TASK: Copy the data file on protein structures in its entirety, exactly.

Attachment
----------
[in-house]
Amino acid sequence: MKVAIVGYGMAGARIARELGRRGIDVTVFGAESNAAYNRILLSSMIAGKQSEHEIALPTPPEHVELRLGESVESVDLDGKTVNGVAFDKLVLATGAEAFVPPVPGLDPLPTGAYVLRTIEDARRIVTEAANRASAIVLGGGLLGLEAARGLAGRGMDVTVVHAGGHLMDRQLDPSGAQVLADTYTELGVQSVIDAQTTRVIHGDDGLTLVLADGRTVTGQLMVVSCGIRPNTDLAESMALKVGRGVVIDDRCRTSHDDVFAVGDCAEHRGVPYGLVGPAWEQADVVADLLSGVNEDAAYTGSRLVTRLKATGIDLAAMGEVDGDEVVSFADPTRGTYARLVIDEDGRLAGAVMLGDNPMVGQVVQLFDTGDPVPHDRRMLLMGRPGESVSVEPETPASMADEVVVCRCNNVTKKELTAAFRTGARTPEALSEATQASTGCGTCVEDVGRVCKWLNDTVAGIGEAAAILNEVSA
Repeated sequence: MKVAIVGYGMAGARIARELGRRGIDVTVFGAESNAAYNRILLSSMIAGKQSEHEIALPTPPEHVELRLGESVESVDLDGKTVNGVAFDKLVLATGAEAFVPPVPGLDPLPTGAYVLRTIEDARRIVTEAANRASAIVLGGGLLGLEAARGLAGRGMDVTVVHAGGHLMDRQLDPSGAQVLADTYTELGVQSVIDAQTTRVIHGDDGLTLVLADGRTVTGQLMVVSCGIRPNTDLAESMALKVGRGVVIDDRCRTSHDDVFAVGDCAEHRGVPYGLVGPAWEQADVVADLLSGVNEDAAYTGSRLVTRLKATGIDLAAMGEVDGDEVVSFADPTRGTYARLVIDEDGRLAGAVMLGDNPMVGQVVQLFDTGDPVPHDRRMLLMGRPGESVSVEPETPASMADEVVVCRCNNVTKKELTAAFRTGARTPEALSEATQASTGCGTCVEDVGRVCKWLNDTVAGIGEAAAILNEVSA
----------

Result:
[in-house]
Amino acid sequence: MKVAIVGYGMAGARIARELGRRGIDVTVFGAESNAAYNRILLSSMIAGKQSEHEIALPTPPEHVELRLGESVESVDLDGKTVNGVAFDKLVLATGAEAFVPPVPGLDPLPTGAYVLRTIEDARRIVTEAANRASAIVLGGGLLGLEAARGLAGRGMDVTVVHAGGHLMDRQLDPSGAQVLADTYTELGVQSVIDAQTTRVIHGDDGLTLVLADGRTVTGQLMVVSCGIRPNTDLAESMALKVGRGVVIDDRCRTSHDDVFAVGDCAEHRGVPYGLVGPAWEQADVVADLLSGVNEDAAYTGSRLVTRLKATGIDLAAMGEVDGDEVVSFADPTRGTYARLVIDEDGRLAGAVMLGDNPMVGQVVQLFDTGDPVPHDRRMLLMGRPGESVSVEPETPASMADEVVVCRCNNVTKKELTAAFRTGARTPEALSEATQASTGCGTCVEDVGRVCKWLNDTVAGIGEAAAILNEVSA
Repeated sequence: MKVAIVGYGMAGARIARELGRRGIDVTVFGAESNAAYNRILLSSMIAGKQSEHEIALPTPPEHVELRLGESVESVDLDGKTVNGVAFDKLVLATGAEAFVPPVPGLDPLPTGAYVLRTIEDARRIVTEAANRASAIVLGGGLLGLEAARGLAGRGMDVTVVHAGGHLMDRQLDPSGAQVLADTYTELGVQSVIDAQTTRVIHGDDGLTLVLADGRTVTGQLMVVSCGIRPNTDLAESMALKVGRGVVIDDRCRTSHDDVFAVGDCAEHRGVPYGLVGPAWEQADVVADLLSGVNEDAAYTGSRLVTRLKATGIDLAAMGEVDGDEVVSFADPTRGTYARLVIDEDGRLAGAVMLGDNPMVGQVVQLFDTGDPVPHDRRMLLMGRPGESVSVEPETPASMADEVVVCRCNNVTKKELTAAFRTGARTPEALSEATQASTGCGTCVEDVGRVCKWLNDTVAGIGEAAAILNEVSA